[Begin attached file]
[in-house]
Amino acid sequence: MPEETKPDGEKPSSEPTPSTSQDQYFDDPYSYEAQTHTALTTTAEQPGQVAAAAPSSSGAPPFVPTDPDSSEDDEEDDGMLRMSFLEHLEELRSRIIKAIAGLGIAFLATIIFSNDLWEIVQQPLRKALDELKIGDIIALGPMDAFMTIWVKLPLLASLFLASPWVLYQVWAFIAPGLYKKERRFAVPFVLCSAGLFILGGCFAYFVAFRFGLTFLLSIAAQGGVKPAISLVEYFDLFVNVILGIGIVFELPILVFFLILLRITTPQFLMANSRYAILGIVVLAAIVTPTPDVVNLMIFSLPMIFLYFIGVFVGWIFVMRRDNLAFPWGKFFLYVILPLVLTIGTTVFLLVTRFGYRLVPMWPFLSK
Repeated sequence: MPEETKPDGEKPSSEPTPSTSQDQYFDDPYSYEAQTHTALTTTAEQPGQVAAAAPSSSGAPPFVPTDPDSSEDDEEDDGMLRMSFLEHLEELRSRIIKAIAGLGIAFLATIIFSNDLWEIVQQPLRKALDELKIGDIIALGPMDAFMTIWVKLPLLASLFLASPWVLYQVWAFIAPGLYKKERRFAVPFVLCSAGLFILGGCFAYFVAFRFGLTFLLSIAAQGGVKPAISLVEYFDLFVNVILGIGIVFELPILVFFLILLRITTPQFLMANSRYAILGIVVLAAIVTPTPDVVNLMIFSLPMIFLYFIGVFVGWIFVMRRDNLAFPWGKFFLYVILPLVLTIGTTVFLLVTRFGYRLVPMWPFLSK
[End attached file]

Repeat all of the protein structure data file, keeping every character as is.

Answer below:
[in-house]
Amino acid sequence: MPEETKPDGEKPSSEPTPSTSQDQYFDDPYSYEAQTHTALTTTAEQPGQVAAAAPSSSGAPPFVPTDPDSSEDDEEDDGMLRMSFLEHLEELRSRIIKAIAGLGIAFLATIIFSNDLWEIVQQPLRKALDELKIGDIIALGPMDAFMTIWVKLPLLASLFLASPWVLYQVWAFIAPGLYKKERRFAVPFVLCSAGLFILGGCFAYFVAFRFGLTFLLSIAAQGGVKPAISLVEYFDLFVNVILGIGIVFELPILVFFLILLRITTPQFLMANSRYAILGIVVLAAIVTPTPDVVNLMIFSLPMIFLYFIGVFVGWIFVMRRDNLAFPWGKFFLYVILPLVLTIGTTVFLLVTRFGYRLVPMWPFLSK
Repeated sequence: MPEETKPDGEKPSSEPTPSTSQDQYFDDPYSYEAQTHTALTTTAEQPGQVAAAAPSSSGAPPFVPTDPDSSEDDEEDDGMLRMSFLEHLEELRSRIIKAIAGLGIAFLATIIFSNDLWEIVQQPLRKALDELKIGDIIALGPMDAFMTIWVKLPLLASLFLASPWVLYQVWAFIAPGLYKKERRFAVPFVLCSAGLFILGGCFAYFVAFRFGLTFLLSIAAQGGVKPAISLVEYFDLFVNVILGIGIVFELPILVFFLILLRITTPQFLMANSRYAILGIVVLAAIVTPTPDVVNLMIFSLPMIFLYFIGVFVGWIFVMRRDNLAFPWGKFFLYVILPLVLTIGTTVFLLVTRFGYRLVPMWPFLSK